Maloney Announces Extension of Tax Credit to Cover SB Costs of COVID Paid Leave

WASHINGTON, DC – Congresswoman Carolyn B. Maloney (D-NY) announced on June 14 that the IRS will continue to provide tax credits to help New York City small businesses cover the costs of providing paid sick and family leave for workers through the end of September. Along with using the leave to care for themselves and family who are sick, workers can also use leave to get their COVID-19 vaccinations and take time off to recover from any temporary side effects from the shot. Research has shown that states where employees gained access to paid sick leave through this tax credit experienced a slow-down in the spread of COVID.

“New York City’s small businesses felt the brunt of the pandemic, struggling to keep employees on payroll and their doors open,” said Rep. Maloney. “This tax credit has, and will continue to keep paychecks in pockets, businesses open, and workers safe.”

Thanks to the American Rescue Plan that Congresswoman Maloney helped pass, employers with fewer than 500 employees may receive up to $17,110 per employee to provide employees with up to 10 days of paid sick leave and up to 12 weeks of paid family leave, from April 1 through September 30, 2021. Certain self-employed individuals in similar circumstances are entitled to similar credits as are schools, public hospitals, and other state and local government employers.

Businesses can access the advanceable, refundable tax credit in real-time by reducing their amounts they set-aside to pay payroll taxes and employee withholding, and then claim any excess on their quarterly tax filings or request an advance payment from the IRS. Roughly 6 million businesses and more than 30 million workers are eligible for this credit.

Businesses can find instructions for how to claim their credit online: https://www.irs.gov/instructions/i7200.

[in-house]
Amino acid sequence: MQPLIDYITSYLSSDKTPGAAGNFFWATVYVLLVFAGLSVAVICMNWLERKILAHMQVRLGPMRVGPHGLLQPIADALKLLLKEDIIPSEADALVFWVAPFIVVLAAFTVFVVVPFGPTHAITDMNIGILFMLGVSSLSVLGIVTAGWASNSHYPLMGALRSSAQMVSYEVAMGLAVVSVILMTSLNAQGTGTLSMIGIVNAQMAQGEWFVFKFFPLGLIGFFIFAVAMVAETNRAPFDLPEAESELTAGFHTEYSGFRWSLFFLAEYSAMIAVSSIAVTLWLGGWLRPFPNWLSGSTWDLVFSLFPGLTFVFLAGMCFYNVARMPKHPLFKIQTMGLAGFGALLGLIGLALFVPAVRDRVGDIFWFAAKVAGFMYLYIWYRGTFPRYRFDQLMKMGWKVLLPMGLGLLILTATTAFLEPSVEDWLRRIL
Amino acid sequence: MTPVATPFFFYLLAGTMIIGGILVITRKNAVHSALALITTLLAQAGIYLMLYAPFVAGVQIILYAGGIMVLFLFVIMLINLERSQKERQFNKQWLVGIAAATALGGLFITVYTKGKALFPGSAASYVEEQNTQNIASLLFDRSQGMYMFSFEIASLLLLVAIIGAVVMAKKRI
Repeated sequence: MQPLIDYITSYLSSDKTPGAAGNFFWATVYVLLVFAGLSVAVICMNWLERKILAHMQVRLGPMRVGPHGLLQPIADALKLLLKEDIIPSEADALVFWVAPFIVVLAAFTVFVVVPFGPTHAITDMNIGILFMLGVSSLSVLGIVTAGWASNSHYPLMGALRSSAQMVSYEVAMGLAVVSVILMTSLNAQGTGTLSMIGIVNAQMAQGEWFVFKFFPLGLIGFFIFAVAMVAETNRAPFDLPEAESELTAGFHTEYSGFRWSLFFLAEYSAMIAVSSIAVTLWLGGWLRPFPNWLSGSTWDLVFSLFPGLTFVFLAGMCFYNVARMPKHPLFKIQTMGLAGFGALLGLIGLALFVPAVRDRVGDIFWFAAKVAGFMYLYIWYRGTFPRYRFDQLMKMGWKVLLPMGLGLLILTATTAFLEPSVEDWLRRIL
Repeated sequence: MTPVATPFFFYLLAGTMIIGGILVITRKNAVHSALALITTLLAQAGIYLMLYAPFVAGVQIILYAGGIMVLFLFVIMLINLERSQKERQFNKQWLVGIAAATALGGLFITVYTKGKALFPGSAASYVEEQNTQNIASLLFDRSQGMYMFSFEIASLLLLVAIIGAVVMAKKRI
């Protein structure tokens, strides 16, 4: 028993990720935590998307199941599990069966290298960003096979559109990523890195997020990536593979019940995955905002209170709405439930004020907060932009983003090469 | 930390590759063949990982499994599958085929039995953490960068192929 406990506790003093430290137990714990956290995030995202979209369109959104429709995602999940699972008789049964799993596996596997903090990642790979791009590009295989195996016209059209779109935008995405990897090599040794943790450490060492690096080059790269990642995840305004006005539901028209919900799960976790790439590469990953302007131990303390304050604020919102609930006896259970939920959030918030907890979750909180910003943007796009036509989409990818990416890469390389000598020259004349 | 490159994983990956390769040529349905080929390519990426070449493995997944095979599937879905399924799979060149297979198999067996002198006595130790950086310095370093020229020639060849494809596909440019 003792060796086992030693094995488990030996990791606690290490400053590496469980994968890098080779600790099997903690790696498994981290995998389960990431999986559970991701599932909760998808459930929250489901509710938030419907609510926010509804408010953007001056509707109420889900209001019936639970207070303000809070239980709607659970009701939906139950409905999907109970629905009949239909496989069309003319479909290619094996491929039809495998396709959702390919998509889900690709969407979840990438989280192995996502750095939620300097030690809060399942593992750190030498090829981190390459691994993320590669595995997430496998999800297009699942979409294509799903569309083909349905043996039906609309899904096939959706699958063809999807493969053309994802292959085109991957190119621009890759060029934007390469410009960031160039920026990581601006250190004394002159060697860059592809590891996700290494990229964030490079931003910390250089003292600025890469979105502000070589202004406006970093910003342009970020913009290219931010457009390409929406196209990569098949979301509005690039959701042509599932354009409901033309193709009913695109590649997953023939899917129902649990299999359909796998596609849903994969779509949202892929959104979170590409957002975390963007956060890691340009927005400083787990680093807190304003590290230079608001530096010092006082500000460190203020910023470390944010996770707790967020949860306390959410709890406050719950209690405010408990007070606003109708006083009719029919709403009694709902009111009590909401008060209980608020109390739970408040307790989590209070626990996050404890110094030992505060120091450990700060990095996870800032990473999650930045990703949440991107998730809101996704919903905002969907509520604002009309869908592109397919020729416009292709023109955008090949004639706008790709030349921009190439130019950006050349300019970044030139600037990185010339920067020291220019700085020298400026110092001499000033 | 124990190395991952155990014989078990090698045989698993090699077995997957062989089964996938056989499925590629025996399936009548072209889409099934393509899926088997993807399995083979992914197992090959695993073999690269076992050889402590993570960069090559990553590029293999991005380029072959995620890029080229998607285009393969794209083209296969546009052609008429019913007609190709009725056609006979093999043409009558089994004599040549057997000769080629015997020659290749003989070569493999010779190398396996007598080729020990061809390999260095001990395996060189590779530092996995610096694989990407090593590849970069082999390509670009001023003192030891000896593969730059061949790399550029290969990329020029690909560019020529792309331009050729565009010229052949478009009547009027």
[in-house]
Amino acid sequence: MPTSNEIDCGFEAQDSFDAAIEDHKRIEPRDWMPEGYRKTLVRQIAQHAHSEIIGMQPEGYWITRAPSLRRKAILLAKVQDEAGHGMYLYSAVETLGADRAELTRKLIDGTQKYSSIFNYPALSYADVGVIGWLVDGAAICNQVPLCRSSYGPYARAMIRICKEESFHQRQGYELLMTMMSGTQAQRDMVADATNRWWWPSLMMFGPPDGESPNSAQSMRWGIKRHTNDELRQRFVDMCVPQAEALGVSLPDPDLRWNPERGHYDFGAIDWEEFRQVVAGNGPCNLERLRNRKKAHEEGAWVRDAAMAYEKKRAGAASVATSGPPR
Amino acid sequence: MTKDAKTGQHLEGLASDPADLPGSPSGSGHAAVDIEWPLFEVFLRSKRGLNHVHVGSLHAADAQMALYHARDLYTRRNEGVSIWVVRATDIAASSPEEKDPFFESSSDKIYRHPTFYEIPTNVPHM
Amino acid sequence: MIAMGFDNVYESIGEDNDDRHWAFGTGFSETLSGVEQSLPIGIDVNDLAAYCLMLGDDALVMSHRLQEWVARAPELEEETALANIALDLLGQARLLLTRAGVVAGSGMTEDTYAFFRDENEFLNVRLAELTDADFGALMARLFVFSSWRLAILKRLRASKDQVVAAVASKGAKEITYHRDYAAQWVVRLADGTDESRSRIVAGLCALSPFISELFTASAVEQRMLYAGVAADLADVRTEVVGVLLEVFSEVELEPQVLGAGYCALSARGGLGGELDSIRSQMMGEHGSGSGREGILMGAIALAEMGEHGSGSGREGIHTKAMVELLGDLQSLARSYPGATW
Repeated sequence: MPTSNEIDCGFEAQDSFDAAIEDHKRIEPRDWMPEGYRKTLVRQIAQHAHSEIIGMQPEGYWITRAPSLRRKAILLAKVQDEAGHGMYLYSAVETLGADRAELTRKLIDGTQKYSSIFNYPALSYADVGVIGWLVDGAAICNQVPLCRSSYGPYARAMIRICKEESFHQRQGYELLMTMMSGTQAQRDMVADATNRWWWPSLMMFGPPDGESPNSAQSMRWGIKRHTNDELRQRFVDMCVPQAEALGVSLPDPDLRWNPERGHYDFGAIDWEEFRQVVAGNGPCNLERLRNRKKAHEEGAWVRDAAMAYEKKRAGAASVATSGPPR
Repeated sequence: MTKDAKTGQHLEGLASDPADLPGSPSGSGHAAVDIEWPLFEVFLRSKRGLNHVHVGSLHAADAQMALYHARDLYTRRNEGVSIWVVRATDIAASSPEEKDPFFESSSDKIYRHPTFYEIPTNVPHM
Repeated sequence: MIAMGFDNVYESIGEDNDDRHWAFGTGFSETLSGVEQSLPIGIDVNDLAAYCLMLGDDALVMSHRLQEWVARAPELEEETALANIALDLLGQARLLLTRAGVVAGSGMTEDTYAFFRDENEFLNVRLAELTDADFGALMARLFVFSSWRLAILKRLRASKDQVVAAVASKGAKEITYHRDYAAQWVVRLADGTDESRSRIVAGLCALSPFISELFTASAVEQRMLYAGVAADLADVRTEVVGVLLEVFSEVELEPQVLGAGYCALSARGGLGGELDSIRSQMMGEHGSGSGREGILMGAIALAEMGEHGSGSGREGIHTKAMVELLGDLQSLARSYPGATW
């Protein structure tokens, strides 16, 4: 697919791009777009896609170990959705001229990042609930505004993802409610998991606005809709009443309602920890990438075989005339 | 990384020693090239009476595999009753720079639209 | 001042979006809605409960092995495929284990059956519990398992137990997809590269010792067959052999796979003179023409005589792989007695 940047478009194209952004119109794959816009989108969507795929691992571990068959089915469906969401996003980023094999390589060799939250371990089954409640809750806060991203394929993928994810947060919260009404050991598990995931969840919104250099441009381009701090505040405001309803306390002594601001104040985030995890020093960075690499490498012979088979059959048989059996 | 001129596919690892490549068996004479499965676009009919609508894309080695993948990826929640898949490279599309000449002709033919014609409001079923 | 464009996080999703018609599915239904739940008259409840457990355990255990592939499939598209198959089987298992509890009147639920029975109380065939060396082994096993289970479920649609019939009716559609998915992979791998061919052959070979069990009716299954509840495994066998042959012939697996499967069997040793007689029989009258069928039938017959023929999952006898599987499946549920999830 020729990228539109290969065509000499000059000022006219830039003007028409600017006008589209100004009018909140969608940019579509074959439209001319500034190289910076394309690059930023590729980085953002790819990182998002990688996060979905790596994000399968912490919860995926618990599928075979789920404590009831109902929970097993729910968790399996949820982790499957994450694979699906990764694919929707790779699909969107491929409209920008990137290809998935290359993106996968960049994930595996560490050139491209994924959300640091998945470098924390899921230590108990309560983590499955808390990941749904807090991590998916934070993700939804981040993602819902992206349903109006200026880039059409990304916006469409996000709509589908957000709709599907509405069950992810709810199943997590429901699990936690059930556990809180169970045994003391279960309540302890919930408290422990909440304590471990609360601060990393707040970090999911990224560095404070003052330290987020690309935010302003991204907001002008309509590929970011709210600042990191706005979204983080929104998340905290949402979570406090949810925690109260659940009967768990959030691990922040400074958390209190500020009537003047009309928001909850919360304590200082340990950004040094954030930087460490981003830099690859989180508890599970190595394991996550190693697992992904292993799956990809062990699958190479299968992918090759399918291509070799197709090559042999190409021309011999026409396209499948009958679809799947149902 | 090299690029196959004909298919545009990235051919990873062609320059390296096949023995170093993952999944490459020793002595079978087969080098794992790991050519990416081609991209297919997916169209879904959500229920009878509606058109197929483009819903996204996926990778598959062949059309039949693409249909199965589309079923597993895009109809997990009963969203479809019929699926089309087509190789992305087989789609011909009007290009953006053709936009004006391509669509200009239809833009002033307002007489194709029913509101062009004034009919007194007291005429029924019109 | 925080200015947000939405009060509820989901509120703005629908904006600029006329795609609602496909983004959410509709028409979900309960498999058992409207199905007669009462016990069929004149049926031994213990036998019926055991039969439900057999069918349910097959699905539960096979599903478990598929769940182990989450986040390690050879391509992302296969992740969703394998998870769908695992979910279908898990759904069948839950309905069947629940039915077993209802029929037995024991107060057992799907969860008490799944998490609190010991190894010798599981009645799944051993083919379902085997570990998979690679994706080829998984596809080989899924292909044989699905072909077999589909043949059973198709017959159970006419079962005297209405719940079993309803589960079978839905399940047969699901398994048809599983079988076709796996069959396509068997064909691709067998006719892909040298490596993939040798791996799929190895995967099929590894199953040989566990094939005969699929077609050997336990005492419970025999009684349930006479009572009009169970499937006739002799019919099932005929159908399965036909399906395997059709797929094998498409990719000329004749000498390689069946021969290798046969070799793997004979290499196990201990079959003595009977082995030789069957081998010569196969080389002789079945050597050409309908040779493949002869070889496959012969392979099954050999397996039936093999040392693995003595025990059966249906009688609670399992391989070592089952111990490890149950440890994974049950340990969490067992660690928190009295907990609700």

In January, Congresswoman Maloney introduced H.R.564, the Comprehensive Paid Leave for Federal Employees Act.

The Comprehensive Paid Leave for Federal Employees Act will give all federal employees up to 12 weeks paid leave for any 12-month period for one or any combination of the following reasons:

To care for an ill spouse, child, or parent;

To care for a serious personal medical condition; or

Any qualifying circumstance resulting from a spouse, child, or parent who is designated or soon to be designated to be active duty military.

As part of the National Defense Authorization Act for FY 2020, Congress passed landmark legislation first introduced by Chairwoman Maloney that guaranteed paid parental leave to the 2.1 million employees of the federal government. The policy was implemented on October 1, 2020.

Currently, under the Family and Medical Leave Act, federal employees may take up to 12 weeks of unpaid leave for reasons relating to personal illness, illness of a family member, or military deployment.

The U.S. federal government is the largest employer in the nation and should be leading when it comes to family friendly work policies.


WASHINGTON, DC – On January 25, Congresswoman Nicole Malliotakis (NY-11) introduced the Crime Doesn't Fly Act, legislation that prohibits the Transportation Security Administration (TSA) from accepting warrants for the arrest or deportation of illegal immigrants as valid proof of identification at aviation security checkpoints.

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